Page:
AMERICAN FORK — "Band of Sisters" is a compilation of accounts of five imaginary Mormon women who have husbands deployed to Afghanistan.
It tells of their woes and their joys, their trials and their triumphs during the first half of the deployment, based on stories told by actual women Annette Lyon interviewed for a magazine article.
"I got so much, I realized, 'There's a book here,'" Lyon said. "Now people are asking me, 'Is there a sequel?'"
And while "Band of Sisters" is a touch simplistic in the telling, it still makes for an interesting, informative read.
Kim is young, newly wed and afraid to be pregnant and facing parenthood with her husband so far away.
Jessie isn't sure she minds that her controlling husband is away, though it leaves her alone with three busy, young children. She feels guilty about not wanting him back too soon.
Brenda is depressed and insecure. She resents the "perfect" people around her that she figures she can never match.
Marianne has teenagers and all the cliche stresses that go with it.
Nora is living through her third deployment and living a life based on projecting correct images. She's ready to be done with hiding behind masks, ready to rid herself of old habits. As she mothers the other women, she learns to let go and get real.
Each woman is tied to a foreign war that threatens life as they know it. Each depends on e-mail and faith to get them through.
Each feels misunderstood by the rest of the world.
"A lot of people don't have a clue what people, families of deployed soldiers, go through," Lyon said. "To quote the women in the book, 'They just don't get it.'"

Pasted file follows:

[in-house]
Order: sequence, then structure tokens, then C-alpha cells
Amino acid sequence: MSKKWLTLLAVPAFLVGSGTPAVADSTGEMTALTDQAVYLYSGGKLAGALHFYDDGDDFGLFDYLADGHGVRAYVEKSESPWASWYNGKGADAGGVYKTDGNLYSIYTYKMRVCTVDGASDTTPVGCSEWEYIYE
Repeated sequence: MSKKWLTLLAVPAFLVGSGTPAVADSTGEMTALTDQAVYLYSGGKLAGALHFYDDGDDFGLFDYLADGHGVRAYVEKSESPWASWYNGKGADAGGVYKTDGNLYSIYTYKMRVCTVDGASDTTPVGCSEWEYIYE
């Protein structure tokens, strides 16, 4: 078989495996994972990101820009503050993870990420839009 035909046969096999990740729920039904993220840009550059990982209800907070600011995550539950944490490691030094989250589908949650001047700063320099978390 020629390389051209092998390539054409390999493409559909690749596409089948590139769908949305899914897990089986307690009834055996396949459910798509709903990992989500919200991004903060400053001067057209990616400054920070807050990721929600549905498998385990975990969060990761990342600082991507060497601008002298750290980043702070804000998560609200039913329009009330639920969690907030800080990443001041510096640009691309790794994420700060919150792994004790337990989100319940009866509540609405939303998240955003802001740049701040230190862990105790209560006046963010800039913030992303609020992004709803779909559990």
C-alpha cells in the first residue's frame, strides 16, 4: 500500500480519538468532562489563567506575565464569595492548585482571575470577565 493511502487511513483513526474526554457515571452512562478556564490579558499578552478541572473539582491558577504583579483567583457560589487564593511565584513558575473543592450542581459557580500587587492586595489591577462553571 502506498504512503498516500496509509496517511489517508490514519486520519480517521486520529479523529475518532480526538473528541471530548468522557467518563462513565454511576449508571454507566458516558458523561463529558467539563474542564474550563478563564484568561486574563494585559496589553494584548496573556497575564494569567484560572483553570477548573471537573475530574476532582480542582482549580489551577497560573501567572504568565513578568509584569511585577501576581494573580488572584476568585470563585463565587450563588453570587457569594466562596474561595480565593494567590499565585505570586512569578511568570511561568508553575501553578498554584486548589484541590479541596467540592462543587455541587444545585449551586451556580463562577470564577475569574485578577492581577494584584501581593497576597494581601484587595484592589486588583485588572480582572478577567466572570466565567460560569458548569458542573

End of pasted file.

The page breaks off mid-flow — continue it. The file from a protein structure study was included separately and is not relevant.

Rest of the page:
Each woman has her own set of burdens and it's easy to get caught up in their lives — as they meet weekly in familiar restaurants in Utah County — although the telling is somewhat predictable and low-key about subjects that can be unbelievably painful.
This story is educational, providing a window into the everyday lives of those left behind in war.
It's also very LDS, with plot lines and trials that are resolved with blessings, friendship and prayers, sometimes a shade too easily.
That said — it's fitting that the book serves as an awareness trumpet for a program known as "Free Flat Daddy."
"Free Flat Daddy" provides a paper photo image of their military loved one to families with someone deployed.
The flat images can stand in for the daddies and husbands while they're away, providing something of substance that can be hugged, kissed, taken to school or tucked into a wagon for a parade.
The likeness helps very young children recognize their fathers when they return and helps the family focus during a deployment, Lyon said.
She learned about the program after she had written her book and has since set up a page on her website, annettelyon.com/flatdaddies, whereby people can donate money toward providing a Flat Daddy for a military family.
"Families just absolutely love them," Lyon said.
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